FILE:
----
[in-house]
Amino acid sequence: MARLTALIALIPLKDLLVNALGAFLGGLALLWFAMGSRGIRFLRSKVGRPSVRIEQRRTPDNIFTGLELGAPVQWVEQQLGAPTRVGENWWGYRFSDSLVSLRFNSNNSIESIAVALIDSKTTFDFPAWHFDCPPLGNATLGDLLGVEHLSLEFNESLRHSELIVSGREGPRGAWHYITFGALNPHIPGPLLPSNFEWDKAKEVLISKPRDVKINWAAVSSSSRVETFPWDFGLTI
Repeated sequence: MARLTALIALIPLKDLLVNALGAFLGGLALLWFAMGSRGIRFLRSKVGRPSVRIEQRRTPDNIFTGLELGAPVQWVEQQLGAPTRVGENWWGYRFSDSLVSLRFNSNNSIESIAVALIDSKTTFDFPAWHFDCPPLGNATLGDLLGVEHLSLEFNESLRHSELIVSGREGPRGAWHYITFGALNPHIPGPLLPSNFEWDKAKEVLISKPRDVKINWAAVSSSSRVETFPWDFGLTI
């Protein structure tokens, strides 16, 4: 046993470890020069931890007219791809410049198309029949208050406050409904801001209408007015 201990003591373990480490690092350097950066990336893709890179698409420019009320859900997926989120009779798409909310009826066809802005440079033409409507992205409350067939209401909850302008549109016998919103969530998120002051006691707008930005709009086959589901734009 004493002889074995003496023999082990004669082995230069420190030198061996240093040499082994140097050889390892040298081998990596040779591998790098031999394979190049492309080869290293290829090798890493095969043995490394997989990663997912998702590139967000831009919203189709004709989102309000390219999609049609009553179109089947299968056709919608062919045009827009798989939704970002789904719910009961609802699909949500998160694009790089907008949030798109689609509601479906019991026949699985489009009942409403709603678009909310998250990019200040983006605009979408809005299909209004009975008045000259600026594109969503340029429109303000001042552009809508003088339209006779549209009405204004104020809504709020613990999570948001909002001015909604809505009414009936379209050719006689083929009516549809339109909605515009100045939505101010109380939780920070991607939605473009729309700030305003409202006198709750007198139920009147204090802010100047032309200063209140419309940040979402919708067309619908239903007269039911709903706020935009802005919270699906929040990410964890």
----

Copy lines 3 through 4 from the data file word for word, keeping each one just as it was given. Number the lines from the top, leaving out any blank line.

Repeated sequence: MARLTALIALIPLKDLLVNALGAFLGGLALLWFAMGSRGIRFLRSKVGRPSVRIEQRRTPDNIFTGLELGAPVQWVEQQLGAPTRVGENWWGYRFSDSLVSLRFNSNNSIESIAVALIDSKTTFDFPAWHFDCPPLGNATLGDLLGVEHLSLEFNESLRHSELIVSGREGPRGAWHYITFGALNPHIPGPLLPSNFEWDKAKEVLISKPRDVKINWAAVSSSSRVETFPWDFGLTI
């Protein structure tokens, strides 16, 4: 046993470890020069931890007219791809410049198309029949208050406050409904801001209408007015 201990003591373990480490690092350097950066990336893709890179698409420019009320859900997926989120009779798409909310009826066809802005440079033409409507992205409350067939209401909850302008549109016998919103969530998120002051006691707008930005709009086959589901734009 004493002889074995003496023999082990004669082995230069420190030198061996240093040499082994140097050889390892040298081998990596040779591998790098031999394979190049492309080869290293290829090798890493095969043995490394997989990663997912998702590139967000831009919203189709004709989102309000390219999609049609009553179109089947299968056709919608062919045009827009798989939704970002789904719910009961609802699909949500998160694009790089907008949030798109689609509601479906019991026949699985489009009942409403709603678009909310998250990019200040983006605009979408809005299909209004009975008045000259600026594109969503340029429109303000001042552009809508003088339209006779549209009405204004104020809504709020613990999570948001909002001015909604809505009414009936379209050719006689083929009516549809339109909605515009100045939505101010109380939780920070991607939605473009729309700030305003409202006198709750007198139920009147204090802010100047032309200063209140419309940040979402919708067309619908239903007269039911709903706020935009802005919270699906929040990410964890």